One thing to consider, if this is indeed the commentary that Lee intended to make, was that it is widely believed that Lee was a lesbian. At this time, there was a great increase in the psychological community of research into the “lesbian brain” and “lesbian mind”#3. At this time, psychologists deemed this sexual orientation as a “perversion”, and thought of a lesbian as a masculinized female. They were also struggling to prove how this did not, in turn, make her like or better than the (considered) more powerful male gender. It is worth considering that Lee may have been indirectly critiquing this type of research. Lee herself was one of the leading developers of the Aesthetic movement, which was about analyzing how art affects each person and promoted the idea of art for art’s sake, and was itself a form of psychological analysis. But unlike the scholarly psychological doctrine, this movement focused on the intangible feelings one has rather than the “empirical” and patriarchal-ly slanted research being done at the time.

William Oke’s Descent into Paranoia

In the story, William starts out as the typical, “conscientious young Englishman”(117) that the narrator finds boring. Compared to his wife, who entrances and inspires the artist, William Oke seems to be a shade, hardly worth noting in the story except for his reactions to his wife’s jibes. But as the story progresses, and Alice Oke’s antics become bolder, we begin to see that William’s odd frown, which the narrator almost always notes, might have more significance than we were originally led to believe. We learn that Oke refuses to stay in the yellow drawing room alone because of the story that it might be haunted. This robust young man, who had at one time been a “great sportsman”(110), had exhibited a “listless, puzzled look, very much out of keeping with his evident admirable health and strength”(110) from even before we are introduced to Alice. So, while his mental state does notably decline, we can also assume that part of his mania has existed in some form since before this story’s beginning. The narrator in this story likes to analyze Alice, and her form of eccentricity, but it is not Alice who falls apart. In the story, William began to see visions, and to think that someone was sneaking around the estate to be with his wife. These phantoms disturb him, and no reassurances would comfort his mind. This is when Oke finally begins to submit to madness. Paranoid, he ends up not only ranting and spying on his wife, but shoots her when he tries to kill the man he had thought was in the room with her. Oke began in this story as a man who loved and wanted to protect his odd wife, but by the end is a madman who murders her. Alice’s preoccupation with the past, and constant provoking of William may have played a part in this degeneration, but William’s own fears, obsession, and possibly repressed or latent madness also led to the trajedy at the end.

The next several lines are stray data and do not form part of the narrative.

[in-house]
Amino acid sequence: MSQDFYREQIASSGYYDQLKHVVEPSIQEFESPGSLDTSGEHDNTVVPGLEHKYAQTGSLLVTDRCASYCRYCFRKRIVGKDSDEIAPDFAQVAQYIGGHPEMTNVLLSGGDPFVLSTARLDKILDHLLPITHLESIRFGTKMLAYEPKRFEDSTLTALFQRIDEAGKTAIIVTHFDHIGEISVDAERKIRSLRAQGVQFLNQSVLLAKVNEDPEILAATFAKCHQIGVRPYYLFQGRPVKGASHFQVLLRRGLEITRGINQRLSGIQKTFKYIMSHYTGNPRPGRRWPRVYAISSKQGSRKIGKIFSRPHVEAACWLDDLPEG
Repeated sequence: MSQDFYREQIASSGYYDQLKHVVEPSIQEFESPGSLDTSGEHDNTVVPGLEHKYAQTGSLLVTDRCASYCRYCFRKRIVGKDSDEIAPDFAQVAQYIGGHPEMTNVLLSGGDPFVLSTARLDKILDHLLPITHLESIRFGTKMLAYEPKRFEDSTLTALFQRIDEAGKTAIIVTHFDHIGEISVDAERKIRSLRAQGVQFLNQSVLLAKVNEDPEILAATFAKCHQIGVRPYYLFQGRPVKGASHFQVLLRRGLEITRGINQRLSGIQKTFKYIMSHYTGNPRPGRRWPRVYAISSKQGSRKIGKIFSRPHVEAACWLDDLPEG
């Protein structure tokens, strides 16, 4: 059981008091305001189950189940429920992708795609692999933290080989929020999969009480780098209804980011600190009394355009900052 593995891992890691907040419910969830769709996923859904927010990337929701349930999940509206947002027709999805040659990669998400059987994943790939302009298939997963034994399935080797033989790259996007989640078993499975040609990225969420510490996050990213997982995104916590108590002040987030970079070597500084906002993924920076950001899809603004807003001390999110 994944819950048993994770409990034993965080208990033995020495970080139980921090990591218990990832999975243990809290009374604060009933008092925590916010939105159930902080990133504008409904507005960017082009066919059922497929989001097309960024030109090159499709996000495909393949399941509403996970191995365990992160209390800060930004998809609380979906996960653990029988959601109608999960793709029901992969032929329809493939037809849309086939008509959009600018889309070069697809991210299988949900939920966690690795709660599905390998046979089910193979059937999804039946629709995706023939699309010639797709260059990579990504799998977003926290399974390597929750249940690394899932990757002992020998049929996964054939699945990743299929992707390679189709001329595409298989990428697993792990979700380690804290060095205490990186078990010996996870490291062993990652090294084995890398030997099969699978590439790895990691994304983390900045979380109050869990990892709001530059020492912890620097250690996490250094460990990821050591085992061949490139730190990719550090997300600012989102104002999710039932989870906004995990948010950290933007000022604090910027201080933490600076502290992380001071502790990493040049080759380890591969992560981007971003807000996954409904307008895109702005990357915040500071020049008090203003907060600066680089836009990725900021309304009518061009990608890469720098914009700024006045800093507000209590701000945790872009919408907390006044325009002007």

Oke of Okehurst vs The Yellow Wallpaper

The Yellow Wallpaper is a short story written by Charlotte Perkins Gilman, featuring the first-person narrative of the woman who, despite the discouragement from those around her, transforms from a weak, disabled, child into an empowered, active woman. The narrator is a woman who has been be labeled as ill by her male relatives and male doctors and moved to a house, into a room, that becomes her prison. She is forbidden from writing but sneaks and does so. She becomes obsessed with the woman behind the wallpaper and tried to free her. When she finally takes control of her life, she becomes the woman from behind the wallpaper and when she frees that woman, she frees herself.Click here for more...

Discussion Questions

1. Why is the ending of the short story so sudden and what could the fact that it’s a twist ending have to do with it?
2. Are there many indications before the fifth section that Mr. William of Okehurst is the one that is mad/going mad?
3. Why is the majority of the story focused on Mrs. Oke of Okehurst being the one to go mad? Could this be a simple trick on the reader to make the ending more dramatic, or is she mad as well?
4. Does the narrator’s personal opinion of the other characters heavily change what the reader thinks of them or is it possible for the reader to form their own opinions regardless of this?
5. How are Alice of Okehurst’s actions being dictated by the dead Alice?
6. Is there any justification for William of Okehurst’s jealousy of Lovelock? Could it have anything to do with the hair that was found in Alice’s locket that is presumed to have been belonged to Lovelock?

Image Gallery


1. Gettmann, Royal A. "Vernon Lee: Exponent of Aestheticism" JSTOR. 1968. Web. November 2011. <http://www.jstor.org/stable/40630794>.

2. Harris, Robert. "Elements of the Gothic Novel" VirtualSalt. 22 November 2011. Web. December 2011. <http://www.virtualsalt.com/gothic.htm>.

3. Leighton, Angela. "Ghosts, Aestheticism, and 'Vernon Lee'" JSTOR. 2000. Web. November 2011. <http://www.jstor.org/stable/25058488>.